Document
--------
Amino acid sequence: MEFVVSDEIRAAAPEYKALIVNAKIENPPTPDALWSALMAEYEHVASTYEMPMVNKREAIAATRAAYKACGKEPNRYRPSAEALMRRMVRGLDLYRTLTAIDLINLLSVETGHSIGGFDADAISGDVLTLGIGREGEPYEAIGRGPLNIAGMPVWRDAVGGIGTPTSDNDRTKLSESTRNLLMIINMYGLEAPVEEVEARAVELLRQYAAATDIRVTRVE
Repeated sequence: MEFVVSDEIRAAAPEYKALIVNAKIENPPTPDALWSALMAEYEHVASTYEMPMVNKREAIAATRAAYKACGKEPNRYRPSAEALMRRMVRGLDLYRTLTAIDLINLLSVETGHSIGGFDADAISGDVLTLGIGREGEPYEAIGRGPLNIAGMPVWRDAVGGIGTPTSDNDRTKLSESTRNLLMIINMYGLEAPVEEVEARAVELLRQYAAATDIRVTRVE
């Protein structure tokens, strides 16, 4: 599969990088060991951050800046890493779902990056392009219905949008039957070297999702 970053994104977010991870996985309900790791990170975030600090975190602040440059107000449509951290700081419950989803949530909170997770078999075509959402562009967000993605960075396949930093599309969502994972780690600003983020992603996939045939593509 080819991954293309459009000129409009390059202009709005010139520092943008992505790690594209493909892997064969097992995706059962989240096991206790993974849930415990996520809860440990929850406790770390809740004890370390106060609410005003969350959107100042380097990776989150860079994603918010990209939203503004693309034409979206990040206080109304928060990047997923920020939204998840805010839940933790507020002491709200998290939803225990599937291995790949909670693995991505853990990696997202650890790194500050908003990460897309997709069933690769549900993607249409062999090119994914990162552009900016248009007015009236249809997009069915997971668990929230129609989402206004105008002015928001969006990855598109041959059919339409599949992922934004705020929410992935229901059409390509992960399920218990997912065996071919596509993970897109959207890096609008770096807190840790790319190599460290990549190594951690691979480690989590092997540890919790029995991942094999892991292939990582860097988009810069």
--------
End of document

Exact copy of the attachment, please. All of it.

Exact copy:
Amino acid sequence: MEFVVSDEIRAAAPEYKALIVNAKIENPPTPDALWSALMAEYEHVASTYEMPMVNKREAIAATRAAYKACGKEPNRYRPSAEALMRRMVRGLDLYRTLTAIDLINLLSVETGHSIGGFDADAISGDVLTLGIGREGEPYEAIGRGPLNIAGMPVWRDAVGGIGTPTSDNDRTKLSESTRNLLMIINMYGLEAPVEEVEARAVELLRQYAAATDIRVTRVE
Repeated sequence: MEFVVSDEIRAAAPEYKALIVNAKIENPPTPDALWSALMAEYEHVASTYEMPMVNKREAIAATRAAYKACGKEPNRYRPSAEALMRRMVRGLDLYRTLTAIDLINLLSVETGHSIGGFDADAISGDVLTLGIGREGEPYEAIGRGPLNIAGMPVWRDAVGGIGTPTSDNDRTKLSESTRNLLMIINMYGLEAPVEEVEARAVELLRQYAAATDIRVTRVE
């Protein structure tokens, strides 16, 4: 599969990088060991951050800046890493779902990056392009219905949008039957070297999702 970053994104977010991870996985309900790791990170975030600090975190602040440059107000449509951290700081419950989803949530909170997770078999075509959402562009967000993605960075396949930093599309969502994972780690600003983020992603996939045939593509 080819991954293309459009000129409009390059202009709005010139520092943008992505790690594209493909892997064969097992995706059962989240096991206790993974849930415990996520809860440990929850406790770390809740004890370390106060609410005003969350959107100042380097990776989150860079994603918010990209939203503004693309034409979206990040206080109304928060990047997923920020939204998840805010839940933790507020002491709200998290939803225990599937291995790949909670693995991505853990990696997202650890790194500050908003990460897309997709069933690769549900993607249409062999090119994914990162552009900016248009007015009236249809997009069915997971668990929230129609989402206004105008002015928001969006990855598109041959059919339409599949992922934004705020929410992935229901059409390509992960399920218990997912065996071919596509993970897109959207890096609008770096807190840790790319190599460290990549190594951690691979480690989590092997540890919790029995991942094999892991292939990582860097988009810069």